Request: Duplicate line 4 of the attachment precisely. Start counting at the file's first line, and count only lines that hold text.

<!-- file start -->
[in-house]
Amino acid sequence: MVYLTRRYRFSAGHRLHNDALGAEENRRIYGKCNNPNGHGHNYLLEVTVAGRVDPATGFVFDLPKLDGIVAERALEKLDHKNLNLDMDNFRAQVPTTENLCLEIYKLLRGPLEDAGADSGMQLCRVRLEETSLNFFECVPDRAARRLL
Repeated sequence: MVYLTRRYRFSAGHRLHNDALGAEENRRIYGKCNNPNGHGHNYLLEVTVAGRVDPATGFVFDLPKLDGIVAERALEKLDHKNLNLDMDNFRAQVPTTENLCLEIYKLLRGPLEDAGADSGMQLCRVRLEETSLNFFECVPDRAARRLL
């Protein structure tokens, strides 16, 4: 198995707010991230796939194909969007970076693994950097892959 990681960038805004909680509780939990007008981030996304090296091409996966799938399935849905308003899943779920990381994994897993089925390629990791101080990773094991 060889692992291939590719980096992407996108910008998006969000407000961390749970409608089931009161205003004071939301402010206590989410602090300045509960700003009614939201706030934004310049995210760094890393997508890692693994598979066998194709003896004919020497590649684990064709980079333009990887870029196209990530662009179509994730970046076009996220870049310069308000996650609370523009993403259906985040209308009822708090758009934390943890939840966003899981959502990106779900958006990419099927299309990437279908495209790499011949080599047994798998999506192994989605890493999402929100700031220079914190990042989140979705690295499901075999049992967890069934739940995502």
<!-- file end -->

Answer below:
């Protein structure tokens, strides 16, 4: 198995707010991230796939194909969007970076693994950097892959 990681960038805004909680509780939990007008981030996304090296091409996966799938399935849905308003899943779920990381994994897993089925390629990791101080990773094991 060889692992291939590719980096992407996108910008998006969000407000961390749970409608089931009161205003004071939301402010206590989410602090300045509960700003009614939201706030934004310049995210760094890393997508890692693994598979066998194709003896004919020497590649684990064709980079333009990887870029196209990530662009179509994730970046076009996220870049310069308000996650609370523009993403259906985040209308009822708090758009934390943890939840966003899981959502990106779900958006990419099927299309990437279908495209790499011949080599047994798998999506192994989605890493999402929100700031220079914190990042989140979705690295499901075999049992967890069934739940995502």